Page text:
The Best Japanese Science Fiction Stories was a book that possibly had bad translations, bad or mediocre writing, or ideas that could have succeeded with more work. There were, however, two stories that stood out for me: 'Cardboard Box' where a cardboard box has sentience. I won't spoil the story because I'm hoping you can read it for yourself. 'He--y, Come on Ou--t!' I imagined as a story that could have an adaption for live-action; a Twilight Zone-type of story. I also won't spoil this one. The Best Japanese Science Fiction Stories was a book that possibly had bad translations, bad or mediocre writing, or ideas that could have succeeded with more work. There were, however, two stories that stood out for me: 'Cardboard Box' where a cardboard box has sentience. I won't spoil the story because I'm hoping you can read it for yourself. 'He--y, Come on Ou--t!' I imagined as a story that could have an adaption for live-action; a Twilight Zone-type of story. I also won't spoil this one.

  14. 4 out of 5

    Victor Van der westhuizen

    I enjoyed this book a lot. The 13 short stories found inside are definitely a hit or miss. Some are a few of the most creative short stories I have ever read, while one of them I couldn't understand at all after reading it twice. Not specifically Science Fiction, but rather a mix of a few genres where reality is slightly or extremely altered. Would recommend this to anyone looking for something slightly unexpected or different. I enjoyed this book a lot. The 13 short stories found inside are definitely a hit or miss. Some are a few of the most creative short stories I have ever read, while one of them I couldn't understand at all after reading it twice. Not specifically Science Fiction, but rather a mix of a few genres where reality is slightly or extremely altered. Would recommend this to anyone looking for something slightly unexpected or different.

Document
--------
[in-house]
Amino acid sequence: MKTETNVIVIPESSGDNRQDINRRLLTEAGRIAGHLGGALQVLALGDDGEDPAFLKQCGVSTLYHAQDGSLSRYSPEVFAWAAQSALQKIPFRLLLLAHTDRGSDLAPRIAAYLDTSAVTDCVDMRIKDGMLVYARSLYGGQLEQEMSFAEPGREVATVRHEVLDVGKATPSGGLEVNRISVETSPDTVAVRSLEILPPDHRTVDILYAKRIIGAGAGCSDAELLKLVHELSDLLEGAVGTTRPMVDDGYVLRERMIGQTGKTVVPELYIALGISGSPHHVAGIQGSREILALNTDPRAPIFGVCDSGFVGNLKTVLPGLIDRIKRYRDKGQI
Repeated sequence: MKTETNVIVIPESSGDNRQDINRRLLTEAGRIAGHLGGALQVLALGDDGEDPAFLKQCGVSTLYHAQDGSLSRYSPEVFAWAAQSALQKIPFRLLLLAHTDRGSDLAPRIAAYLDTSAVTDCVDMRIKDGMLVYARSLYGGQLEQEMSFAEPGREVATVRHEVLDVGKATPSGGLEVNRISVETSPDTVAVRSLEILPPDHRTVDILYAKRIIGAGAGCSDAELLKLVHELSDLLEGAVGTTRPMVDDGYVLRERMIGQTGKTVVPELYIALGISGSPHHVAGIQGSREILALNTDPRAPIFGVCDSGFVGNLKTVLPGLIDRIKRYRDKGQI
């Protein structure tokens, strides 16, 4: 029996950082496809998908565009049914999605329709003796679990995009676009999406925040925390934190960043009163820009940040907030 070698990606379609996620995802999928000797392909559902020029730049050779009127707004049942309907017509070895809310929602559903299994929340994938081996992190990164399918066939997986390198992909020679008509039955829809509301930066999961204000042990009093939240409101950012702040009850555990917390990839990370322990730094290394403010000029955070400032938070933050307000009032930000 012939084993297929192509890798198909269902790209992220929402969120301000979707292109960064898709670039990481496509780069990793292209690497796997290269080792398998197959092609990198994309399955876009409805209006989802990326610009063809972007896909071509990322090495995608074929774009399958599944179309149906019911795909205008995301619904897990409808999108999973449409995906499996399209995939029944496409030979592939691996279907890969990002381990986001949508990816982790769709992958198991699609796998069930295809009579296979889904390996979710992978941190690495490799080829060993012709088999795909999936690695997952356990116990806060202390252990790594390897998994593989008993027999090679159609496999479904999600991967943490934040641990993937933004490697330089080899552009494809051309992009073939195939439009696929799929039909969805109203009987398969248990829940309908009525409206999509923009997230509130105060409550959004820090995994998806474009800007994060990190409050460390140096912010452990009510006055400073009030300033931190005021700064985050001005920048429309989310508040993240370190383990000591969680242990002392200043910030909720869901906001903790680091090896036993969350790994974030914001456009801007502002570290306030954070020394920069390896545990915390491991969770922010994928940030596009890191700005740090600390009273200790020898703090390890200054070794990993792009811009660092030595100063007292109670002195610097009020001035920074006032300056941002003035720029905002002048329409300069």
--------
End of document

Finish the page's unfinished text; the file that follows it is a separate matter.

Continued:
15. 4 out of 5

    Sunny

    A collection of short science fictions stores; a strange mix of stories. Most enjoyed, "He-y, Come on Ou-t" by Shinichi Hoshi "The Savage Mouth" by Sakyo Komatsu "The Legend of the Paper Spaceship" by Tetsu Yano A collection of short science fictions stores; a strange mix of stories. Most enjoyed, "He-y, Come on Ou-t" by Shinichi Hoshi "The Savage Mouth" by Sakyo Komatsu "The Legend of the Paper Spaceship" by Tetsu Yano

  16. 4 out of 5

    Aaron Mcilhenny

    A few of these were pulpy but others deserved six stars

  17. 4 out of 5

    Shashi

    Loved this series of stories, particularly "My Savage Mouth," a bizarre tale of self-cannibalization. Yes, you read that right. Loved this series of stories, particularly "My Savage Mouth," a bizarre tale of self-cannibalization. Yes, you read that right.

  18. 4 out of 5

    Lance Schonberg